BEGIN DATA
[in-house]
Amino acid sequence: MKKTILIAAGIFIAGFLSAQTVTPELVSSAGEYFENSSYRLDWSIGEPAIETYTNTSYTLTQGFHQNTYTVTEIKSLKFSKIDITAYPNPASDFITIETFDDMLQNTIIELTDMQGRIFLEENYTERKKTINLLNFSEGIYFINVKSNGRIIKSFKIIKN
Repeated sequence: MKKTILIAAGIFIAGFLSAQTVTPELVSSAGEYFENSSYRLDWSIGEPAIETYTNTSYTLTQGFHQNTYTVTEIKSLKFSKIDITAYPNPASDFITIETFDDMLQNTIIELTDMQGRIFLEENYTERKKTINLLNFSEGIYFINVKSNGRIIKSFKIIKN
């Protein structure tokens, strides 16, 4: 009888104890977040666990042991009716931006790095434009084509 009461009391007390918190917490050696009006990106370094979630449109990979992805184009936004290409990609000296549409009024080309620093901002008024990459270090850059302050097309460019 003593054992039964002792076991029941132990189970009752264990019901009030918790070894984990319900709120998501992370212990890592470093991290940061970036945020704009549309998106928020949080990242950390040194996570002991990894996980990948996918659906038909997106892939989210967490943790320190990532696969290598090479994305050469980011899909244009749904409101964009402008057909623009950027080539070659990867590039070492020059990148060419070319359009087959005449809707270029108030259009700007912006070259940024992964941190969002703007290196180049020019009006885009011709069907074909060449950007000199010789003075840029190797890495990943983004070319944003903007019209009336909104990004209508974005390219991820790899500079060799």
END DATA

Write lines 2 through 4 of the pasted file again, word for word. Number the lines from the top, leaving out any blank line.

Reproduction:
Amino acid sequence: MKKTILIAAGIFIAGFLSAQTVTPELVSSAGEYFENSSYRLDWSIGEPAIETYTNTSYTLTQGFHQNTYTVTEIKSLKFSKIDITAYPNPASDFITIETFDDMLQNTIIELTDMQGRIFLEENYTERKKTINLLNFSEGIYFINVKSNGRIIKSFKIIKN
Repeated sequence: MKKTILIAAGIFIAGFLSAQTVTPELVSSAGEYFENSSYRLDWSIGEPAIETYTNTSYTLTQGFHQNTYTVTEIKSLKFSKIDITAYPNPASDFITIETFDDMLQNTIIELTDMQGRIFLEENYTERKKTINLLNFSEGIYFINVKSNGRIIKSFKIIKN
């Protein structure tokens, strides 16, 4: 009888104890977040666990042991009716931006790095434009084509 009461009391007390918190917490050696009006990106370094979630449109990979992805184009936004290409990609000296549409009024080309620093901002008024990459270090850059302050097309460019 003593054992039964002792076991029941132990189970009752264990019901009030918790070894984990319900709120998501992370212990890592470093991290940061970036945020704009549309998106928020949080990242950390040194996570002991990894996980990948996918659906038909997106892939989210967490943790320190990532696969290598090479994305050469980011899909244009749904409101964009402008057909623009950027080539070659990867590039070492020059990148060419070319359009087959005449809707270029108030259009700007912006070259940024992964941190969002703007290196180049020019009006885009011709069907074909060449950007000199010789003075840029190797890495990943983004070319944003903007019209009336909104990004209508974005390219991820790899500079060799």